tread not the common road of men-that they have another and far better path-the consecrated way, the way of holiness—that “they walk upon their high places.” • But whilst we grant all this we are far from maintaining that the Christian's course is unchecked. Whilst he intends, and desires, and labours to live in this manner, he is repeatedly disappointed. His plans are often frustrated, and his purposes frequently broken and thwarted. The godly tendency, although it be strong, is not without opposition, hinderance, and interruption. The current of hallowed principles flows not with undisturbed ease, with unvarying width and depth, with incessant rapidity and force, or always with the same equal purity and transparency. Numerous indeed and lamentable are the failures and disappointments of the Christian in his aims and attempts to lead this exalted life of doing all to the divine glory. We do not intend to say that he fails, or can fail, when in any given action his aim is truly to glorify God. This indeed is success. What we mean is, that in his general purposes and desires thus to live, he is often hindered and foiled. What we intend, is expressed withi admirable simplicity and fulness by the apostle Paul : “ SO THAT YE CANNOT DO THE THINGS THAT YE WOULD.”* He was not writing philosophically. Strictly speaking, in morals what a man wills, he does. The evil or the good of an action lies in the will, and is measured by the will. And it is needful sometimes to advert to this principle in order to convince men that there is no excusable necessity or physical compulsion to do evil; and thus to wrest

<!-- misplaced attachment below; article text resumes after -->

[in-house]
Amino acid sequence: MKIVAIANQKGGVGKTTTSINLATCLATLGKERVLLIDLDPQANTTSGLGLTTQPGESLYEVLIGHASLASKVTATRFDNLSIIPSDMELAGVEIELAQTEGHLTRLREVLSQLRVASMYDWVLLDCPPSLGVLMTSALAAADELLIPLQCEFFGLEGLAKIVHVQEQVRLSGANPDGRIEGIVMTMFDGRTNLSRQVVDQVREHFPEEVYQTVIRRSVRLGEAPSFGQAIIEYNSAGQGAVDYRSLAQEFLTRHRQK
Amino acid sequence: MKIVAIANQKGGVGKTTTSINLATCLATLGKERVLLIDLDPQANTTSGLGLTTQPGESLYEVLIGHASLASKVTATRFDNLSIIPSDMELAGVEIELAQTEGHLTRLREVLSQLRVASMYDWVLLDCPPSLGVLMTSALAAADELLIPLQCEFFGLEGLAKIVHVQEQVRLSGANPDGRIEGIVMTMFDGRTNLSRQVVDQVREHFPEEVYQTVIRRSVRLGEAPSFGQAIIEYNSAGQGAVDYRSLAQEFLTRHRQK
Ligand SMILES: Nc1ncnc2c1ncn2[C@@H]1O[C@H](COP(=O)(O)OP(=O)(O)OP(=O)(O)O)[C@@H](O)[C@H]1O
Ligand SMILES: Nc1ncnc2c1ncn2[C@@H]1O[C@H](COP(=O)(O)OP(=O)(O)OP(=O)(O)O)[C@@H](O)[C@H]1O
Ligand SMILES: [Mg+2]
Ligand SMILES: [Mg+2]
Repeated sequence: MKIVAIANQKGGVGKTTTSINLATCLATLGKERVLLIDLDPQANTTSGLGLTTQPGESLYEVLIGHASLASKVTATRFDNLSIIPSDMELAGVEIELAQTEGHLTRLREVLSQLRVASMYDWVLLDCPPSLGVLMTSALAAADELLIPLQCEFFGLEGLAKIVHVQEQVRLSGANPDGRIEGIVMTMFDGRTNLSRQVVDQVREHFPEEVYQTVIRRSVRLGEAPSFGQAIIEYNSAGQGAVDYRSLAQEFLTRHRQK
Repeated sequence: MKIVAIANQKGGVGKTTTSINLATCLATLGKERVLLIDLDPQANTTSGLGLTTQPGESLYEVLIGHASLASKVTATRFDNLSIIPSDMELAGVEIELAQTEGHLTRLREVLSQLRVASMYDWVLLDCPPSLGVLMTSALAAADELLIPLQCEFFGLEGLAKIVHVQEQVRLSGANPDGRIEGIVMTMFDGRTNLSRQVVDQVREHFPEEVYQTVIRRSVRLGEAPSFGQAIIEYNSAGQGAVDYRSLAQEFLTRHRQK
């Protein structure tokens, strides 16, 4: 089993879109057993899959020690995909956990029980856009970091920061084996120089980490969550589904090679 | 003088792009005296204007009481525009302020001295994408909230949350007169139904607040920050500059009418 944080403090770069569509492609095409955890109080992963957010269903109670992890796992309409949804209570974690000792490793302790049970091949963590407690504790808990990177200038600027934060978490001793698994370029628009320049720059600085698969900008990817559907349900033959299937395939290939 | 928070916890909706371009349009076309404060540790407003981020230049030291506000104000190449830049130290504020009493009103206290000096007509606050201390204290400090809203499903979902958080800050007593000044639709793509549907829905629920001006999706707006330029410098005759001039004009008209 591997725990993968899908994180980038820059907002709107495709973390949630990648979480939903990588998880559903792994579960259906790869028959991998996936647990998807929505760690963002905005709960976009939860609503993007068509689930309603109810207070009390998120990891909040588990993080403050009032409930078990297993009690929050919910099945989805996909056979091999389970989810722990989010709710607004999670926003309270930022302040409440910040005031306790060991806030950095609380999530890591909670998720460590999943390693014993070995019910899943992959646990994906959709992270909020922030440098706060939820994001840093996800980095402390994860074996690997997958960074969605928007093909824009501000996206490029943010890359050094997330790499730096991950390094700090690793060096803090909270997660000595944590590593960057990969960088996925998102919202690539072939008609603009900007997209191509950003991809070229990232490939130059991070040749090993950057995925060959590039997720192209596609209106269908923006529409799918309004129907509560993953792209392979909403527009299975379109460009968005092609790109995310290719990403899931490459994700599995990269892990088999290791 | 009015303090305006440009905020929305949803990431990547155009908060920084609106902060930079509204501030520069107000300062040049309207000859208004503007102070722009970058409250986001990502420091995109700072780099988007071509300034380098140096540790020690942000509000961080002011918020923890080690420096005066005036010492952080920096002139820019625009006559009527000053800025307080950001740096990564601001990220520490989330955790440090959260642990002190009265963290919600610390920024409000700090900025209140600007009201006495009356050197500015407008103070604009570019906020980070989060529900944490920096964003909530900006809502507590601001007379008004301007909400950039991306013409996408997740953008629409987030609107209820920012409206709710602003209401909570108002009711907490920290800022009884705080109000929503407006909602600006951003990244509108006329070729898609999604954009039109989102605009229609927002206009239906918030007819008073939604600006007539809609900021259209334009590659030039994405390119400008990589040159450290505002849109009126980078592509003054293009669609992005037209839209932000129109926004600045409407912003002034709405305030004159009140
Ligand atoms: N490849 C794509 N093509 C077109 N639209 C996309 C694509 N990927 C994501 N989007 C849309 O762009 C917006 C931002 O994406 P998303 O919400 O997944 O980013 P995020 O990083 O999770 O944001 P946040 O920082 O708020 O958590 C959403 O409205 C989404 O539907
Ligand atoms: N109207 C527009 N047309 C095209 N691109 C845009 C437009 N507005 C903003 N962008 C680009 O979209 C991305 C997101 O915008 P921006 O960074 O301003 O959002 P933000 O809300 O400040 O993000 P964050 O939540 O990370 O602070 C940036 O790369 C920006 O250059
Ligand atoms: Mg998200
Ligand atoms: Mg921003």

• Gal, v. 17.